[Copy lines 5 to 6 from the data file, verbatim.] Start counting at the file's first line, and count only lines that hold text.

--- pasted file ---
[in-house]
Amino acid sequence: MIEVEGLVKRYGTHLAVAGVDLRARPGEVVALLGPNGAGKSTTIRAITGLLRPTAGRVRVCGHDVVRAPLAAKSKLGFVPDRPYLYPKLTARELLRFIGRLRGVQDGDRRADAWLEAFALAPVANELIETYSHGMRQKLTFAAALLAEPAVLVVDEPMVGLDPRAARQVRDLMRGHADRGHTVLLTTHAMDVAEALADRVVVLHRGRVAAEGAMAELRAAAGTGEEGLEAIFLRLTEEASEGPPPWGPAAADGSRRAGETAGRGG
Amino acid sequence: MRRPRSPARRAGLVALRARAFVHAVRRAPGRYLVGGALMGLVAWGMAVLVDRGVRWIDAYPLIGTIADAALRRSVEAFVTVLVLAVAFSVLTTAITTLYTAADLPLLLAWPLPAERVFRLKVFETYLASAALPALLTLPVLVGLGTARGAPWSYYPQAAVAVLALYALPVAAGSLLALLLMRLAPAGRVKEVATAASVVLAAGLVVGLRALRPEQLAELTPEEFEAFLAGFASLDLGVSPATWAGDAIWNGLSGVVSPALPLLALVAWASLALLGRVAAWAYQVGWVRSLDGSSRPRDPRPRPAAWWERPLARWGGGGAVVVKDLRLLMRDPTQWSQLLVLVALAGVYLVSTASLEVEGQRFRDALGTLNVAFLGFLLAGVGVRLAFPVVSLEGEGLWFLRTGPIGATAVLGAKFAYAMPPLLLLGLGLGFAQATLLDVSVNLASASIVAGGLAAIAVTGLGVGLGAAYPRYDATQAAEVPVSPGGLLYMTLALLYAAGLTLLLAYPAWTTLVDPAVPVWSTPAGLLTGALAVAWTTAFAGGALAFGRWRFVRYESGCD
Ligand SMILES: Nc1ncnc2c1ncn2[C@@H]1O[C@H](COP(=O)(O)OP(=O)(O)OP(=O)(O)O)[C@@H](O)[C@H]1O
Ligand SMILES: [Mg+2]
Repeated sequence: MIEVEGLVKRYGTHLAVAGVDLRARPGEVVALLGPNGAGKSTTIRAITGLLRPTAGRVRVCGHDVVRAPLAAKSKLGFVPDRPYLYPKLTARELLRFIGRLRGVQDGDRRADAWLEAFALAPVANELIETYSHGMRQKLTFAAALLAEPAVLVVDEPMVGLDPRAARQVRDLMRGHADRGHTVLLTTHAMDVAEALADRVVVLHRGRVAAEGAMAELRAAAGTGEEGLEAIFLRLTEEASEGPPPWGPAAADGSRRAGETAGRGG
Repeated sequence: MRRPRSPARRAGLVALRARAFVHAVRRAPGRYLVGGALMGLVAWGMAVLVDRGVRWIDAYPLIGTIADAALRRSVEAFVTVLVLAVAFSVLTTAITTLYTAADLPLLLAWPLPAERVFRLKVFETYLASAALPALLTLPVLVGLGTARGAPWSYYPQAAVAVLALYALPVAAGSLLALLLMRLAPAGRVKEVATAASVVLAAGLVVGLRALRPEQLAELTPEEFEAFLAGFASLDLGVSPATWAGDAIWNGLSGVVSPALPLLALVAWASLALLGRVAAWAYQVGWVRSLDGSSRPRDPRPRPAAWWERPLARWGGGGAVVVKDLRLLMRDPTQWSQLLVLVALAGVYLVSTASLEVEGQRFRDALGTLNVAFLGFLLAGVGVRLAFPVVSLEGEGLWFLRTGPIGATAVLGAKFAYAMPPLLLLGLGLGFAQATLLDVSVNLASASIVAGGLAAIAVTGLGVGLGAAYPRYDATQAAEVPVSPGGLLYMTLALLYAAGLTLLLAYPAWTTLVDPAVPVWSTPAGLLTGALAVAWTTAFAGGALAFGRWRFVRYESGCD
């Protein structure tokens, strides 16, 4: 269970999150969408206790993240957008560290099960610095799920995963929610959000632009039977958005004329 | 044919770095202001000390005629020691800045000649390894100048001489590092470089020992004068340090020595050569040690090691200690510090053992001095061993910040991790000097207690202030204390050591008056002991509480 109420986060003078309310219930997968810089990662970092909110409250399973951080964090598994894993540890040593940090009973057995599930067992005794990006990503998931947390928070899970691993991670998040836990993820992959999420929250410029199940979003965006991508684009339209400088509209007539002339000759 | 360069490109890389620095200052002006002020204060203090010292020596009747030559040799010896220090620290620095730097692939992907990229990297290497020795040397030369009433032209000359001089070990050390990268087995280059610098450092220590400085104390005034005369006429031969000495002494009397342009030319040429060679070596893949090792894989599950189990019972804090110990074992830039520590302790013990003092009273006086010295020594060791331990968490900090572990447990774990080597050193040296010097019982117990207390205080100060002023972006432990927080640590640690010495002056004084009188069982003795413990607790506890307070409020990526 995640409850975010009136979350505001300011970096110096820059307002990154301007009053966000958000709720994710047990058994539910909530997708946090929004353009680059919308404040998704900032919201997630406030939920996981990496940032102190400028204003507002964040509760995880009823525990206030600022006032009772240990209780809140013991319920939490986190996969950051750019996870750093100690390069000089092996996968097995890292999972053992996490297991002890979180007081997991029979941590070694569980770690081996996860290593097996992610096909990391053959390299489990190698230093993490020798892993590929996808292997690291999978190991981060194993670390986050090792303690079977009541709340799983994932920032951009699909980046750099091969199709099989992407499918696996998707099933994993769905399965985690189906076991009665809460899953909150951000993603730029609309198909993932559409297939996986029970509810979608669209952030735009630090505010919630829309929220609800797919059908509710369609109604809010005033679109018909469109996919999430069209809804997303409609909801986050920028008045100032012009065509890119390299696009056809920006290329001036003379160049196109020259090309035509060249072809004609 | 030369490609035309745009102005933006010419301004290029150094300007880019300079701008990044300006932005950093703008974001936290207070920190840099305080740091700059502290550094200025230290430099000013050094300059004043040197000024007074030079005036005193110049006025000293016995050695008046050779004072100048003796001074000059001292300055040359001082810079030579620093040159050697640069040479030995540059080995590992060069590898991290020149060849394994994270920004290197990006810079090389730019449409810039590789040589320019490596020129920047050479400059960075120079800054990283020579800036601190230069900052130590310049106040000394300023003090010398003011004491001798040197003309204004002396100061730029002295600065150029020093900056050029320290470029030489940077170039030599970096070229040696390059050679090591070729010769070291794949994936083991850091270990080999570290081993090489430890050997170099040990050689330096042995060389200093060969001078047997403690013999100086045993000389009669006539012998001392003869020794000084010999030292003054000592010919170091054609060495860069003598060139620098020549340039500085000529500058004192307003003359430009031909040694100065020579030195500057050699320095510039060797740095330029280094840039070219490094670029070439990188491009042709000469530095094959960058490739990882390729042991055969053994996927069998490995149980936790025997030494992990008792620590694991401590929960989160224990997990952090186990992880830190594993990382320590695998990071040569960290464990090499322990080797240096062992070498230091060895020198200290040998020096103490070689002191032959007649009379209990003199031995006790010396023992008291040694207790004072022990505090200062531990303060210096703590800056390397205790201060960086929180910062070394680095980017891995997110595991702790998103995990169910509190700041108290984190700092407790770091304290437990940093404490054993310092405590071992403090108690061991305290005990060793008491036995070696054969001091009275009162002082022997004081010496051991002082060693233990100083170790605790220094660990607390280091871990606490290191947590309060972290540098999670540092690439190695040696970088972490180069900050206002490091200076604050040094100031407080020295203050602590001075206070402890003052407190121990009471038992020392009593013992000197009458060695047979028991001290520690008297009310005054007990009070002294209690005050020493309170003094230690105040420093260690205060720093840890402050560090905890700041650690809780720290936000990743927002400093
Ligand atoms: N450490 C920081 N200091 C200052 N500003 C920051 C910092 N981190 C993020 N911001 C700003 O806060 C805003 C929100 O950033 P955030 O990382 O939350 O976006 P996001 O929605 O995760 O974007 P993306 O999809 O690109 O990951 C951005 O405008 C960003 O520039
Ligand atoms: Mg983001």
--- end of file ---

Ligand SMILES: [Mg+2]
Repeated sequence: MIEVEGLVKRYGTHLAVAGVDLRARPGEVVALLGPNGAGKSTTIRAITGLLRPTAGRVRVCGHDVVRAPLAAKSKLGFVPDRPYLYPKLTARELLRFIGRLRGVQDGDRRADAWLEAFALAPVANELIETYSHGMRQKLTFAAALLAEPAVLVVDEPMVGLDPRAARQVRDLMRGHADRGHTVLLTTHAMDVAEALADRVVVLHRGRVAAEGAMAELRAAAGTGEEGLEAIFLRLTEEASEGPPPWGPAAADGSRRAGETAGRGG